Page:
Swellendam Commando can trace its origins back to around 1795 with the Republic of Swellendam and the unsafe situation for farmers on its eastern border with Xhosa tribes. An independent republic had been declared from the Dutch East India Company, declared with a National Assembly and Hermanus Steyn as president. It was a momentous event, but at the same time the British occupied the Cape and the new republic was called on to assist in battle. The republicans refused initially, but a commando of 70 soon left for the Cape. By 1806 with the Second British Occupation, at the Battle of Blaauwberg (6 January 1806), the Swellendam Commando again held the British off long enough for the rest of the Batavian army to retreat to safety.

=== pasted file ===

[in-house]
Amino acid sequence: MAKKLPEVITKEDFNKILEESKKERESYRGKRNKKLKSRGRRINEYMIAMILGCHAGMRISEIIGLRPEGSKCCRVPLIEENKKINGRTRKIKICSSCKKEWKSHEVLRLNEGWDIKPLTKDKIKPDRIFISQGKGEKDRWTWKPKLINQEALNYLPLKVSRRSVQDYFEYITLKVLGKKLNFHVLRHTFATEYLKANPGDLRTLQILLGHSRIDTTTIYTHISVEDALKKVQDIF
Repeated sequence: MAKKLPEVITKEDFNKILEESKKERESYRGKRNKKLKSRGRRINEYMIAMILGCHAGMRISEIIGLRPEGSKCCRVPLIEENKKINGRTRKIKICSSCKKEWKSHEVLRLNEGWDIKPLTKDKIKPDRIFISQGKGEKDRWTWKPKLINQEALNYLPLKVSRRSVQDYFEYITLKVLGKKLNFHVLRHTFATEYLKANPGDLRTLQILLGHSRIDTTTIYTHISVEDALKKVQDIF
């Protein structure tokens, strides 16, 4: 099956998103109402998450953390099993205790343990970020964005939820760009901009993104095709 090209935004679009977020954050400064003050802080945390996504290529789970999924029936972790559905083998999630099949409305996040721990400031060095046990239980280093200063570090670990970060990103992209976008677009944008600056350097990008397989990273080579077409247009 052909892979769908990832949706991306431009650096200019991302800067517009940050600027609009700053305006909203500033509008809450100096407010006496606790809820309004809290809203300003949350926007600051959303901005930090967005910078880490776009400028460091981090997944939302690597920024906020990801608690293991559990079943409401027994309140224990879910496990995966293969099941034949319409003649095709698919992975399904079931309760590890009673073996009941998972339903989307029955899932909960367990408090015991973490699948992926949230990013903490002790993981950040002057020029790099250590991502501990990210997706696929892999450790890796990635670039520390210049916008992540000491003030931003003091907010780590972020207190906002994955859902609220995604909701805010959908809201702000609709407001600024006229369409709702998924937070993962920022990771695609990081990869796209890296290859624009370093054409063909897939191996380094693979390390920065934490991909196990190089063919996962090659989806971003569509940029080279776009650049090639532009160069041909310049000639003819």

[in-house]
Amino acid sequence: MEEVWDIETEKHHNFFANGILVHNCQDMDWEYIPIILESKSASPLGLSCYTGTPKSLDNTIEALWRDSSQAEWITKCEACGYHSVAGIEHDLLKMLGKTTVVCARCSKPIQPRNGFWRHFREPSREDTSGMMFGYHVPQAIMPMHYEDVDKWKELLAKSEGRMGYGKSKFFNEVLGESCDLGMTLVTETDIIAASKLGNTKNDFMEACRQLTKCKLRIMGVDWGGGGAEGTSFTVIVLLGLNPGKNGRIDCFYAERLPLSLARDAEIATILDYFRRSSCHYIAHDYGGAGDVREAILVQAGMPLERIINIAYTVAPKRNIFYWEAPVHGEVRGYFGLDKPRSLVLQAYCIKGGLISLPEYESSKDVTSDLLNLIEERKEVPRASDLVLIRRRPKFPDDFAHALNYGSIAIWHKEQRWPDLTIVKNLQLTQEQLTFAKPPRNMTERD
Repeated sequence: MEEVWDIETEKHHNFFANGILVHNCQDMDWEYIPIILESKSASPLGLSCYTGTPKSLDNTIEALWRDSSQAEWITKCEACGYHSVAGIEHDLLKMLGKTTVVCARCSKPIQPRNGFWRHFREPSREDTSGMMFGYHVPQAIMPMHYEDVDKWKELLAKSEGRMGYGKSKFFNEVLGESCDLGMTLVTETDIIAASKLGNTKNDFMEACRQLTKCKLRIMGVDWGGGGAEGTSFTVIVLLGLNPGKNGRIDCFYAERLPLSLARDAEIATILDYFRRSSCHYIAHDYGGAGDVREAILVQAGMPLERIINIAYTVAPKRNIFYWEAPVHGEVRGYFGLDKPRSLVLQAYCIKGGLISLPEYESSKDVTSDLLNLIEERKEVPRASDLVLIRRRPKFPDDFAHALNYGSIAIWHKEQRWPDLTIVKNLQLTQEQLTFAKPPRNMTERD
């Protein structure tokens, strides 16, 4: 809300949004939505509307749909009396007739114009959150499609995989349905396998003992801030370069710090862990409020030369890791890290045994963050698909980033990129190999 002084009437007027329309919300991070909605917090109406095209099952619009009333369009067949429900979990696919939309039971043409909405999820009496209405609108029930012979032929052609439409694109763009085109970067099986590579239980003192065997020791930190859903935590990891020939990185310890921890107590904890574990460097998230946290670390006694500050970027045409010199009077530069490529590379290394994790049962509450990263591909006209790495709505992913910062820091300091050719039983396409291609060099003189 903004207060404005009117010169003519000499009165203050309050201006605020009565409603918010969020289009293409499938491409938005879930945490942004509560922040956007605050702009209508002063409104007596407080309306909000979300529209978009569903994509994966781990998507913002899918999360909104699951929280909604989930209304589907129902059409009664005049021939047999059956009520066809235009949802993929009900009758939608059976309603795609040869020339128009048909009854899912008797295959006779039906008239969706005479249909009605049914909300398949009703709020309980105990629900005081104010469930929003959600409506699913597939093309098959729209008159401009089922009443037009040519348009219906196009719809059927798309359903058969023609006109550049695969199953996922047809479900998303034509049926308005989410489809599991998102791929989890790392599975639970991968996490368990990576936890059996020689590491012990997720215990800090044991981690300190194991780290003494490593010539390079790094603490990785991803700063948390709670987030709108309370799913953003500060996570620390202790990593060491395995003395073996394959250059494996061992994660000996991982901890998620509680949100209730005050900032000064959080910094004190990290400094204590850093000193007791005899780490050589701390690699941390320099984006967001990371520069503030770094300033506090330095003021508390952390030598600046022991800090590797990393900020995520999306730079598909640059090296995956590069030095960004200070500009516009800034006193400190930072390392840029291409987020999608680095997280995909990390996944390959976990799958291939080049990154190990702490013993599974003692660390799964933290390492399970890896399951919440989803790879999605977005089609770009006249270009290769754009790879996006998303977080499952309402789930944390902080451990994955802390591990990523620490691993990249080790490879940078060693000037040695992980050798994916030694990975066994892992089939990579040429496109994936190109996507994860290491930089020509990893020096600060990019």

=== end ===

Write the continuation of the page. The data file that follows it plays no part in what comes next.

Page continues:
The Government dreading a Khoi rising, made peace with the Xhosas. In 1801, another rebellion began where farms were abandoned en masse, and Khoi bands under Klaas Stuurman, Hans Trompetter and Boesak carried out widespread raids. The Swellendam commando under Comdt Tjaart van der Walt, who was killed in action in June 1802, achieved no permanent result.